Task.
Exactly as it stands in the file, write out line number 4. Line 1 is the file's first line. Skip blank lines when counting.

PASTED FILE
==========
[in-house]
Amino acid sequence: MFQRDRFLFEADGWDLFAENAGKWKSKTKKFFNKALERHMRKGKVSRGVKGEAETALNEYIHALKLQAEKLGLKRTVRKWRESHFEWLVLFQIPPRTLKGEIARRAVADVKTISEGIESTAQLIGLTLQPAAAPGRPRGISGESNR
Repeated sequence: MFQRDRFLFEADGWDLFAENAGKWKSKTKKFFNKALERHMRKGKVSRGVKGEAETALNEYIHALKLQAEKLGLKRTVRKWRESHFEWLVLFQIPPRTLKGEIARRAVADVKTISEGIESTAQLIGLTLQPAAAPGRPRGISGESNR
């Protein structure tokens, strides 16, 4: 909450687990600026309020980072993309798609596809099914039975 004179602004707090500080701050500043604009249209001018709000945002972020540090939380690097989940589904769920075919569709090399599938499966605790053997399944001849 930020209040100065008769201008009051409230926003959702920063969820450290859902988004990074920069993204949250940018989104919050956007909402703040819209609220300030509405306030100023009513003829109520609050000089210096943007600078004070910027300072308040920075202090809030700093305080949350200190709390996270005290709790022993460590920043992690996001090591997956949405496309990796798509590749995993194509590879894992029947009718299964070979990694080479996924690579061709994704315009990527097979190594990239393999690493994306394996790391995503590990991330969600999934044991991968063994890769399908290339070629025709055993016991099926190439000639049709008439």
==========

């Protein structure tokens, strides 16, 4: 909450687990600026309020980072993309798609596809099914039975 004179602004707090500080701050500043604009249209001018709000945002972020540090939380690097989940589904769920075919569709090399599938499966605790053997399944001849 930020209040100065008769201008009051409230926003959702920063969820450290859902988004990074920069993204949250940018989104919050956007909402703040819209609220300030509405306030100023009513003829109520609050000089210096943007600078004070910027300072308040920075202090809030700093305080949350200190709390996270005290709790022993460590920043992690996001090591997956949405496309990796798509590749995993194509590879894992029947009718299964070979990694080479996924690579061709994704315009990527097979190594990239393999690493994306394996790391995503590990991330969600999934044991991968063994890769399908290339070629025709055993016991099926190439000639049709008439």